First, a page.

Attempts at resolution and resignation

The worker and her partner met with the employer on 16 October 2022 to discuss her concerns. During the meeting, the worker's partner read a statement on her behalf, outlining the challenges she faced due to her pregnancy and the lack of flexibility and understanding from her employer.

The worker expressed her desire to maintain her three full days of work per week and to be treated with kindness and professionalism when she needed to start later due to genuine sickness.

Despite this meeting, the worker felt that her concerns were not adequately addressed, and she applied for a job at another clinic within the same organisation.

On 18 October 2022, the worker resigned via email, stating that the situation and unfair treatment had forced her to make this decision.

The employer denied the worker's claims, stating that her "regular absences" were always treated in good faith and with respect, despite her last-minute notifications.

They argued that all issues raised by the worker were addressed promptly and clearly and that she was offered considerable flexibility with her rostered hours.

The ERA's decision

The ERA found that the employer had breached its duties towards the worker, particularly in relation to the events that transpired on 12 October 2022.

The authority noted that the manager's response to the worker's text messages about her inability to come to work due to pregnancy-related issues was "reactive and not appropriate."

The ERA also found that the employer should have consulted the worker before making significant changes to her roster, given that she had been working a regular pattern of shifts for several months.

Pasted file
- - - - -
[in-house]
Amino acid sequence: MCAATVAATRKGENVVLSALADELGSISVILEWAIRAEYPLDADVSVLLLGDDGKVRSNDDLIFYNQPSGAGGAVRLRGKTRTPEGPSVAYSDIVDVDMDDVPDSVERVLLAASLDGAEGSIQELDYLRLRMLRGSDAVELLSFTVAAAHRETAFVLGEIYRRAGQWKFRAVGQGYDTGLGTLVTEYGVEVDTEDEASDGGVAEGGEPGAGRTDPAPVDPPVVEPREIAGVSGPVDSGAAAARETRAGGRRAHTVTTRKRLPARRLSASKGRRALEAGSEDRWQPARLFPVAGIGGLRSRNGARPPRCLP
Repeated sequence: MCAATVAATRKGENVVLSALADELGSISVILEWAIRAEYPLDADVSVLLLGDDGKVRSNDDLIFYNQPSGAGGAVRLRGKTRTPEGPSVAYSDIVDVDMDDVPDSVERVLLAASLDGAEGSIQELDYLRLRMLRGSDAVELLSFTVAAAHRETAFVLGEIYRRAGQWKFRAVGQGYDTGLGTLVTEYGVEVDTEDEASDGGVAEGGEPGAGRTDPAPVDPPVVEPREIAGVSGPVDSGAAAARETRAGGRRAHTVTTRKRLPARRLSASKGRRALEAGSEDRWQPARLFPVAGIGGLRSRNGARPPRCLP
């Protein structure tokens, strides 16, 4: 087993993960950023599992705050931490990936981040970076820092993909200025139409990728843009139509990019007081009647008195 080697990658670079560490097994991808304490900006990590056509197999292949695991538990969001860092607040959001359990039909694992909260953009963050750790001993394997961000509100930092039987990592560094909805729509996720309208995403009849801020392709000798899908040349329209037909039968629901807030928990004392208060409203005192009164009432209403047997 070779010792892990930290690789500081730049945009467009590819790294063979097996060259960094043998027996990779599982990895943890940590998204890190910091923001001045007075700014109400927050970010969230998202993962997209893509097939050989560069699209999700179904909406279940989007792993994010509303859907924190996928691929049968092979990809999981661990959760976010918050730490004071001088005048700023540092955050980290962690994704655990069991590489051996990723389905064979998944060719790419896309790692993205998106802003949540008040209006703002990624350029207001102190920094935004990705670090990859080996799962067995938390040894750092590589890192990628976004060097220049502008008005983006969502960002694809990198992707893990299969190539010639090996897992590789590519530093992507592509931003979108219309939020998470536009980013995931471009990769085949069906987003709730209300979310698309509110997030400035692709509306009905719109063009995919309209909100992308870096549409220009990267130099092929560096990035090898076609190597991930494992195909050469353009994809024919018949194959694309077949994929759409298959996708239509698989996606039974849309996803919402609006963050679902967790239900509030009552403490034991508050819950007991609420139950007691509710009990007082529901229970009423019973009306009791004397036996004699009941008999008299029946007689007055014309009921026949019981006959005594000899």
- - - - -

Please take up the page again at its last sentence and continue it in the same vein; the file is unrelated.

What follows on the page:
The Authority stated that "good faith requires the parties to be communicative" and that the employer "should have discussed the possibility of her shifts being changed and the reasons it was considering such a change with [the worker]."

The Authority concluded that the employer's breaches were sufficiently serious to make it reasonably foreseeable that the worker might resign, stating:

"Her experiences with management on both 12 and 13 October 2022 amply demonstrated nothing was likely to change in that regard. Having previously been a valued and long-serving employee, her unmet requests for understanding and flexibility for pregnancy-related reasons fell on deaf ears, and she was suddenly met by an abrupt reduction in days of work," it said.

Consequently, the ERA determined that the worker's resignation was an unjustified constructive dismissal and awarded her $20,000 in compensation under s 123(1)(c)(i) of the Employment Relations Act 2000.

The case reminded employers to be mindful of their legal obligations towards pregnant employees and to approach their needs with empathy, flexibility, and open communication.

As the ERA said: "Even where an employer wants an employment relationship to continue, it may also still have constructively dismissed an employee because of its conduct towards the employee."